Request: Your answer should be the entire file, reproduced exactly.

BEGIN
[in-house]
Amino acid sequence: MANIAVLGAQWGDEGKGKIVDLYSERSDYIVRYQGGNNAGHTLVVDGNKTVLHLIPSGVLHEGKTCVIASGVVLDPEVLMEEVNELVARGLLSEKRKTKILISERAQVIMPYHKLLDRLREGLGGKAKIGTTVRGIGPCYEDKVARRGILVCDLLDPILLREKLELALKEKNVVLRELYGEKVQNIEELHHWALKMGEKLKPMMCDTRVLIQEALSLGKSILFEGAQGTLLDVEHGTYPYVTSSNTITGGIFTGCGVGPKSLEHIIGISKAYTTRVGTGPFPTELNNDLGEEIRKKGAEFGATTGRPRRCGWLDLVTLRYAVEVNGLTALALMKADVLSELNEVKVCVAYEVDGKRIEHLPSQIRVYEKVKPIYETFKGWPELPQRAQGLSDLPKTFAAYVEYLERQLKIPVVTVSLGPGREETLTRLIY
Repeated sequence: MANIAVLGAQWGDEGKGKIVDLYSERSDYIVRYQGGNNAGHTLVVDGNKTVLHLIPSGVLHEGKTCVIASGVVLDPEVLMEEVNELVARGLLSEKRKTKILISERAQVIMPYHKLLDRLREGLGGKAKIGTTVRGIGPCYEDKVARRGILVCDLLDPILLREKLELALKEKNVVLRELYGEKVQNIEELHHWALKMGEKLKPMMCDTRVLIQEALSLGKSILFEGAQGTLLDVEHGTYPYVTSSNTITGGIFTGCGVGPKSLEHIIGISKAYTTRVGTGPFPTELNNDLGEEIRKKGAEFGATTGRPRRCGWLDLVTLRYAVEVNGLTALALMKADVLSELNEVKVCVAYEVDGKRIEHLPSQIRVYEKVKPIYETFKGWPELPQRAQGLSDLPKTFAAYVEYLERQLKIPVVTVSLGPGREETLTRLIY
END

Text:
[in-house]
Amino acid sequence: MANIAVLGAQWGDEGKGKIVDLYSERSDYIVRYQGGNNAGHTLVVDGNKTVLHLIPSGVLHEGKTCVIASGVVLDPEVLMEEVNELVARGLLSEKRKTKILISERAQVIMPYHKLLDRLREGLGGKAKIGTTVRGIGPCYEDKVARRGILVCDLLDPILLREKLELALKEKNVVLRELYGEKVQNIEELHHWALKMGEKLKPMMCDTRVLIQEALSLGKSILFEGAQGTLLDVEHGTYPYVTSSNTITGGIFTGCGVGPKSLEHIIGISKAYTTRVGTGPFPTELNNDLGEEIRKKGAEFGATTGRPRRCGWLDLVTLRYAVEVNGLTALALMKADVLSELNEVKVCVAYEVDGKRIEHLPSQIRVYEKVKPIYETFKGWPELPQRAQGLSDLPKTFAAYVEYLERQLKIPVVTVSLGPGREETLTRLIY
Repeated sequence: MANIAVLGAQWGDEGKGKIVDLYSERSDYIVRYQGGNNAGHTLVVDGNKTVLHLIPSGVLHEGKTCVIASGVVLDPEVLMEEVNELVARGLLSEKRKTKILISERAQVIMPYHKLLDRLREGLGGKAKIGTTVRGIGPCYEDKVARRGILVCDLLDPILLREKLELALKEKNVVLRELYGEKVQNIEELHHWALKMGEKLKPMMCDTRVLIQEALSLGKSILFEGAQGTLLDVEHGTYPYVTSSNTITGGIFTGCGVGPKSLEHIIGISKAYTTRVGTGPFPTELNNDLGEEIRKKGAEFGATTGRPRRCGWLDLVTLRYAVEVNGLTALALMKADVLSELNEVKVCVAYEVDGKRIEHLPSQIRVYEKVKPIYETFKGWPELPQRAQGLSDLPKTFAAYVEYLERQLKIPVVTVSLGPGREETLTRLIY